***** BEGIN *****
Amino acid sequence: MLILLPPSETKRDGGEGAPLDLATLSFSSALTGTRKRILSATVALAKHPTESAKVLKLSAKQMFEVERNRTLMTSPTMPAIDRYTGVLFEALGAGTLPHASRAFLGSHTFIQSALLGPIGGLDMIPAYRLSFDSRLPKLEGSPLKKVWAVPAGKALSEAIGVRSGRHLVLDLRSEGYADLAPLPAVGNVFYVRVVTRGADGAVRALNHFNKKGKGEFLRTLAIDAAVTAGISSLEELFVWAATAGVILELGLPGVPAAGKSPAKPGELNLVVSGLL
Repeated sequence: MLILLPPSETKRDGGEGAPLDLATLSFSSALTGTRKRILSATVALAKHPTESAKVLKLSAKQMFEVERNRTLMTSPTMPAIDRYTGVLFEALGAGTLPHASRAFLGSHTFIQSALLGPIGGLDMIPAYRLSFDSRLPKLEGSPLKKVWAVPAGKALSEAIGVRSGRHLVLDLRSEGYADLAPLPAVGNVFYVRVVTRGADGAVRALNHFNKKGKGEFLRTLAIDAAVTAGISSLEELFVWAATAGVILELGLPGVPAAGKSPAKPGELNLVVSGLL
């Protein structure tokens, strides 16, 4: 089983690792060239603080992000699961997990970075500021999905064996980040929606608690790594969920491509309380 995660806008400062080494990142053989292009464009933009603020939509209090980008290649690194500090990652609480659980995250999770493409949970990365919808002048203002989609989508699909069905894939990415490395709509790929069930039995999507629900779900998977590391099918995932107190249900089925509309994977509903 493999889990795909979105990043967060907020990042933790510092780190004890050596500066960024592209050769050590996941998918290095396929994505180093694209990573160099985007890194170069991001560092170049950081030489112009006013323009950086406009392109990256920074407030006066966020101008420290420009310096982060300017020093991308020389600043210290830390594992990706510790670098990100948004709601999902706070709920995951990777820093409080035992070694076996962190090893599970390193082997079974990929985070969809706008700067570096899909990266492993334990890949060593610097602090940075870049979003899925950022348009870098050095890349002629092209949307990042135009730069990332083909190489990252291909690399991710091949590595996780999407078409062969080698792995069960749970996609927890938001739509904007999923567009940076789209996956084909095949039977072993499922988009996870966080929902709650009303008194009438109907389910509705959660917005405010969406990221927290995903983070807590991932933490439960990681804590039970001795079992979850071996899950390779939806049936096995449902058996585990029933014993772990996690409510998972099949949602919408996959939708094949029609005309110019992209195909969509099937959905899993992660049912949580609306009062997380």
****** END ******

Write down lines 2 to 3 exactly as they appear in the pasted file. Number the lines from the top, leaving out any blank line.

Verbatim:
Repeated sequence: MLILLPPSETKRDGGEGAPLDLATLSFSSALTGTRKRILSATVALAKHPTESAKVLKLSAKQMFEVERNRTLMTSPTMPAIDRYTGVLFEALGAGTLPHASRAFLGSHTFIQSALLGPIGGLDMIPAYRLSFDSRLPKLEGSPLKKVWAVPAGKALSEAIGVRSGRHLVLDLRSEGYADLAPLPAVGNVFYVRVVTRGADGAVRALNHFNKKGKGEFLRTLAIDAAVTAGISSLEELFVWAATAGVILELGLPGVPAAGKSPAKPGELNLVVSGLL
């Protein structure tokens, strides 16, 4: 089983690792060239603080992000699961997990970075500021999905064996980040929606608690790594969920491509309380 995660806008400062080494990142053989292009464009933009603020939509209090980008290649690194500090990652609480659980995250999770493409949970990365919808002048203002989609989508699909069905894939990415490395709509790929069930039995999507629900779900998977590391099918995932107190249900089925509309994977509903 493999889990795909979105990043967060907020990042933790510092780190004890050596500066960024592209050769050590996941998918290095396929994505180093694209990573160099985007890194170069991001560092170049950081030489112009006013323009950086406009392109990256920074407030006066966020101008420290420009310096982060300017020093991308020389600043210290830390594992990706510790670098990100948004709601999902706070709920995951990777820093409080035992070694076996962190090893599970390193082997079974990929985070969809706008700067570096899909990266492993334990890949060593610097602090940075870049979003899925950022348009870098050095890349002629092209949307990042135009730069990332083909190489990252291909690399991710091949590595996780999407078409062969080698792995069960749970996609927890938001739509904007999923567009940076789209996956084909095949039977072993499922988009996870966080929902709650009303008194009438109907389910509705959660917005405010969406990221927290995903983070807590991932933490439960990681804590039970001795079992979850071996899950390779939806049936096995449902058996585990029933014993772990996690409510998972099949949602919408996959939708094949029609005309110019992209195909969509099937959905899993992660049912949580609306009062997380």